Loan Forgiveness for Social Workers

NASW is promoting loan forgiveness for social workers as part of its on-going work to improve working conditions, salaries, and other benefits for members of the profession and to ensure that consumers have access to qualified professionals. NASW will continue its support for proposals to provide loan forgiveness for social workers in child welfare and schools, while also working to secure loan forgiveness and other educational supports for social workers in other practice areas.

Two recently passed bills that offer loan forgiveness for social workers are the Higher Education Act and the College Cost Reduction Act of 2007. You can find out if you are eligible for these programs by contacting the Federal Student Aid Information Center at 1-800-433-3243. It is important to note that NASW does not determine loan forgiveness eligibility, nor does NASW disperse loan forgiveness funds. However, NASW does, offer scholarships.

Another federal program that helps social workers is the National Health Service Corps Loan Repayment Program (NHSC LPR). This program offers fully trained and licensed clinical social workers $50,000 to repay student loans in exchange for two years serving in a community-based site in a high-need Health Professional Shortage Area (HPSA) that has applied to, and been approved by, the NHSC as a service site. For more information about the loan repayment program, eligibility requirements, employment opportunities in HPSAs, and NHSC contact information, click here.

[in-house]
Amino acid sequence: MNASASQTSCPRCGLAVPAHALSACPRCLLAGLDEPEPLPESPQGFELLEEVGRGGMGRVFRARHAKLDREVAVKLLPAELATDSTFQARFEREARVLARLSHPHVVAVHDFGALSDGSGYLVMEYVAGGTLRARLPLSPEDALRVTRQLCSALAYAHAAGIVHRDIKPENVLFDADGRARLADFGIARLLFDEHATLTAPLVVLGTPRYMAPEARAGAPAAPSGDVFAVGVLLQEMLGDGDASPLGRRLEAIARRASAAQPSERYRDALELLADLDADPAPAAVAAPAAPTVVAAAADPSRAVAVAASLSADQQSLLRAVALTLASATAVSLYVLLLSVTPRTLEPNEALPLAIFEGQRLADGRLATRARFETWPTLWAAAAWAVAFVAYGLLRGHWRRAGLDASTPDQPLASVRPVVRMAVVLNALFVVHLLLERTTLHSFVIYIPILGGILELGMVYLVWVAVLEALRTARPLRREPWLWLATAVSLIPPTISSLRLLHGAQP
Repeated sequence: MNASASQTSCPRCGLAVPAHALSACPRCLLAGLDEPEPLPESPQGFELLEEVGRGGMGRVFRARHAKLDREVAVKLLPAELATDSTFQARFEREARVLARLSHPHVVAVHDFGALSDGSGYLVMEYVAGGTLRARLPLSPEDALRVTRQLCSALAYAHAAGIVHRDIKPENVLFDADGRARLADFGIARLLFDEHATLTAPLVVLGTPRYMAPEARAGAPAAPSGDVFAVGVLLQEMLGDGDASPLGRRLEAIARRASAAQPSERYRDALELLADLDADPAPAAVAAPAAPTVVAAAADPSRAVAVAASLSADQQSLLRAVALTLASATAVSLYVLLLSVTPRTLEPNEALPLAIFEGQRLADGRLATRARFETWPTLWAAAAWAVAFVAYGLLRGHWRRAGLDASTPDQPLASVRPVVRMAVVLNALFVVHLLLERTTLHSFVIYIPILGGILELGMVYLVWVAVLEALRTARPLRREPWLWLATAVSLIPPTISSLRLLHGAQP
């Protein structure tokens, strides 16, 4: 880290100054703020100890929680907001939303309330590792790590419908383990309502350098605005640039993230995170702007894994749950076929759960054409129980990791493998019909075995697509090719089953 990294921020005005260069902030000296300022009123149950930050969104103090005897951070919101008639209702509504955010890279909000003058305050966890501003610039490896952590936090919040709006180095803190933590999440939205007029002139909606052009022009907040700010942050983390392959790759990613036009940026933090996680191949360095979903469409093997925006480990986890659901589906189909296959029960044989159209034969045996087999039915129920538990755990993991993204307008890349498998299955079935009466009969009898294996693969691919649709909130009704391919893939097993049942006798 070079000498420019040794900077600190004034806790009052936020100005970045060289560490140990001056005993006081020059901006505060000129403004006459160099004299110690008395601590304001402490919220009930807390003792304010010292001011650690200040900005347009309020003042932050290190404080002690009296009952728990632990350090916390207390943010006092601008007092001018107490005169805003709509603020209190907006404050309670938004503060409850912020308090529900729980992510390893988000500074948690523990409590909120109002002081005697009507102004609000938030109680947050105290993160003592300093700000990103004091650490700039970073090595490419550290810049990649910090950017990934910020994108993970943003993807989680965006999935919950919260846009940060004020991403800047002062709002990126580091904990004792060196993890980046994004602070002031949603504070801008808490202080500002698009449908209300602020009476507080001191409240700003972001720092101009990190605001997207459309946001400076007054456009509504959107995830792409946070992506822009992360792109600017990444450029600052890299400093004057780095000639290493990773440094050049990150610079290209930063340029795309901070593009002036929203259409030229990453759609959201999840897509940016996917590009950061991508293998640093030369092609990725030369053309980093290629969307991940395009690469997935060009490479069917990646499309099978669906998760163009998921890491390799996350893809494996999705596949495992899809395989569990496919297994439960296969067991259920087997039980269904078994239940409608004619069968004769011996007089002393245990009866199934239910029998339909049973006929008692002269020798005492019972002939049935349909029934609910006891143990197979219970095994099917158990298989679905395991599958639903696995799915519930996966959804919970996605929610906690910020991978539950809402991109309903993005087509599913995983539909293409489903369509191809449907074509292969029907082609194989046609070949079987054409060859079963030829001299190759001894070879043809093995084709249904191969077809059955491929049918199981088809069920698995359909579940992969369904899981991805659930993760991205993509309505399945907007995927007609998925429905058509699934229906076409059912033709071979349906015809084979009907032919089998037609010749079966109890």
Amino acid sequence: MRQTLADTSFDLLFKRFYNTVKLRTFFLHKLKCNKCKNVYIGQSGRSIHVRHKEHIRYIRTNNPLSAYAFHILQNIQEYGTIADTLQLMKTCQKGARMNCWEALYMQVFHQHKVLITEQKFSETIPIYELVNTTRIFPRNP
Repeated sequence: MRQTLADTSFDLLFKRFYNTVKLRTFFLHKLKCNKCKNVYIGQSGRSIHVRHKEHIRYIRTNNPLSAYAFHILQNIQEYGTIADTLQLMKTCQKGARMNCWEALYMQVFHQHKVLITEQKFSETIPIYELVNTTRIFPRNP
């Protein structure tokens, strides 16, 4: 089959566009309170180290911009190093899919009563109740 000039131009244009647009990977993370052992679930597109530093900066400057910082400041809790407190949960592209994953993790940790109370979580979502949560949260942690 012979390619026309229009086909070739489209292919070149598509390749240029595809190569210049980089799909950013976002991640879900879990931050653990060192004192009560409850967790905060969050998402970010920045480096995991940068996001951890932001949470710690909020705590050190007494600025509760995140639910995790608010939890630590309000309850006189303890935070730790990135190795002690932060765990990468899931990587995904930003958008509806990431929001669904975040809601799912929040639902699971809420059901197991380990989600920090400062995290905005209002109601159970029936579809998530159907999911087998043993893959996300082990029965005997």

If you are having difficulty paying your loans, contact your lender immediately. You may qualify for deferment, forbearance or another form of payment relief. It is important to take action before you accrue late fees as this may impact your eligibility for payment relief or loan forgiveness programs.

For more information please go to http://www.socialworkers.org/loanforgiveness/default.asp

The Hamilton Center, Inc. satellite outpatient facilities in Greene and Sullivan counties currently qualify as underserved areas.